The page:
What we up here need to get in our poetry more than anything else right now is the clean American use of the language as distinct from the English, the same old chestnut that Williams has tried to hammer into us for so long. That is why I feel Thomas is particularly a dead end, why Canadians have to learn from you below us rather than from England.  Which unfortunately isn’t yet taking place. To our certain loss.

Hope to have a large group of work to show you before long. 18  Right now, I send one on the reverse, not much I’m afraid, but I suppose typical stuff right now, not really making it.

Let’s hear from you again.  Salud,

Ray Souster

[on reverse]

NICE WORK IF YOU CAN GET IT AND IT GETS YOU IF YOU TRY

After a year I was surprised to see
she hadn’t changed much — oh maybe
the large breasts have sagged a little more
the lines deepened around the face and the slightest
suggestion of a twitch at the side of the mouth —

but otherwise the same girl who does the belly-roll number
under the tent’s dull spotlight twelve times a day six days a week

with time off for drink for dope for hustling
and other sundry misbehaviour

                                                (shake it Red!)


6

28 Mayfield Ave
Toronto 3, Canada
December 30, 1956.

Dear Charles:

     Learn through a roundabout way from Gaelic 19 that the College has folded and that you’re staying on to wind things up. 20  So if it’s at all possible send me the following, for which I’ll pay for on receipt:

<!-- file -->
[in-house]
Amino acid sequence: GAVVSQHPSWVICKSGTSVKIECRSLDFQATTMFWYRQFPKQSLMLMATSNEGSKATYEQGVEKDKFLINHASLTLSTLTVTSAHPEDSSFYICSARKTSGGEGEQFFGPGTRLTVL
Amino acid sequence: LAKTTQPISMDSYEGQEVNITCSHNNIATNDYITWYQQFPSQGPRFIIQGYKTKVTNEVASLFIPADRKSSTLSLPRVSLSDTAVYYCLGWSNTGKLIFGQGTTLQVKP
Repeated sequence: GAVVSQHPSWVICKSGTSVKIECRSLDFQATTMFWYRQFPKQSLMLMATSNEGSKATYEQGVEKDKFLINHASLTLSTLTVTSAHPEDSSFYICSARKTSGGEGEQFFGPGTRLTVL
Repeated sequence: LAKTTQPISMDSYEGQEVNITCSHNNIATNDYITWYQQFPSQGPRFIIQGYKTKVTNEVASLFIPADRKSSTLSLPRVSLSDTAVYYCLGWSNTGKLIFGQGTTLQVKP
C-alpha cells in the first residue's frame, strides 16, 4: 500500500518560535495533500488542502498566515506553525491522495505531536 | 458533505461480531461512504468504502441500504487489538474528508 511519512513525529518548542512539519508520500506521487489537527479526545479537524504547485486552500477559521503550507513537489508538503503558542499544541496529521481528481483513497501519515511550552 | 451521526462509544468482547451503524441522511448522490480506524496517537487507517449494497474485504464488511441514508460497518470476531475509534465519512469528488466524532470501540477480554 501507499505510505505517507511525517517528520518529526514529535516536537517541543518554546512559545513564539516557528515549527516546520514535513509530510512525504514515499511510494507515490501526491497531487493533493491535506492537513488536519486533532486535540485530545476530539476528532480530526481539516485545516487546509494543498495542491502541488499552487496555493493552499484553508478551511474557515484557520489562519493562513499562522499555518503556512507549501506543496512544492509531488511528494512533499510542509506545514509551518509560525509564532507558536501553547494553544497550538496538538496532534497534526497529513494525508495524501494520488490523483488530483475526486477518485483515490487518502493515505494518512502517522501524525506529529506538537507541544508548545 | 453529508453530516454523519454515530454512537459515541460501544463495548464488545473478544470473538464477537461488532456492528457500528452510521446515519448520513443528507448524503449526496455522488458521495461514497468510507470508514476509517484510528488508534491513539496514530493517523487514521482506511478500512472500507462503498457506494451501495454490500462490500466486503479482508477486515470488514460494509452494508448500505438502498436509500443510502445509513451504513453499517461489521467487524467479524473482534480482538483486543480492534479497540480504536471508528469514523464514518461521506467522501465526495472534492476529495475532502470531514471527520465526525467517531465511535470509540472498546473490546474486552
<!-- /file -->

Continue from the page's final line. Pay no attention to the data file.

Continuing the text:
Blackburn — The Dissolving Fabrics 21
                      Mayan Letters

     Am starting a small thing to be called COMBUSTION next month, which will aim to publicize the little press books, to kick a few people in the pants, and to show off whatever off — beat, experimental material comes to light Hope you have something for us. 

     I suppose this means the end of the Review. 22  I’ve just been reading through the issues tonight and now see what a hell of a fine thing it’s been — perhaps more than I realized before.  Well, we learn slowly.  the important thing is to learn, I suppose.

     Best of the New Year in every useful sense.

Salud,

Ray Souster

P. S.  If you’re writing Bob 23 you might mention COMBUSTION.


7

CONTACT PRESS
28 MaylieldAve. ,
Toronto 3, Canada
January 27, 1957.

Dear Charles:

     Hope COMBUSTION ONE isn’t too much of a let-down — glad to have your poem in it. 24

     Got your MAYAN and THE DISSOLVING-many, many thanks.   Will them both in next BUST.

     Can use any names of the promising young — already have Ginsberg, MacClure etc.  set with poems.  25

     Irving’s BINOCULARS 26 running into trouble here — publisher who signed to distribute it backed down — Irv getting plenty of publicity in newspapers however.  .  .  .

     Best of luck with the Frisco readings 27 —  hope to have you do them up here before too long.   .  .  .  .

Salud,

Ray

 


8

28 Mayfield Ave.
Toronto 3, Canada
November 19, 1957.

Dear Charles:

Really great to hear from you-like a familiar voice out of the fog,28

     And happy that COMBUSTION gives you some kind of a charge. Granted it hasn’t turned out all that I’d hoped it would — a vehicle for the beat generation — but these things rarely do, so you do the best you can with the materials at hand.  I’d be certainly grateful if you would goose anyone you think would fit in it

     Which brings me around to the proposition-would you be interested in hitting this here neck of the woods sometime around the middle of January? The enclosed leaflet pretty well explains the purpose — or part of it.  We’ve had four readings so far — three local people and Irving up from Montreal.  So I thought it would be nice to start the New Year off with something different — and with you as close as you’ll ever be to Canada I thought it was now or never. 29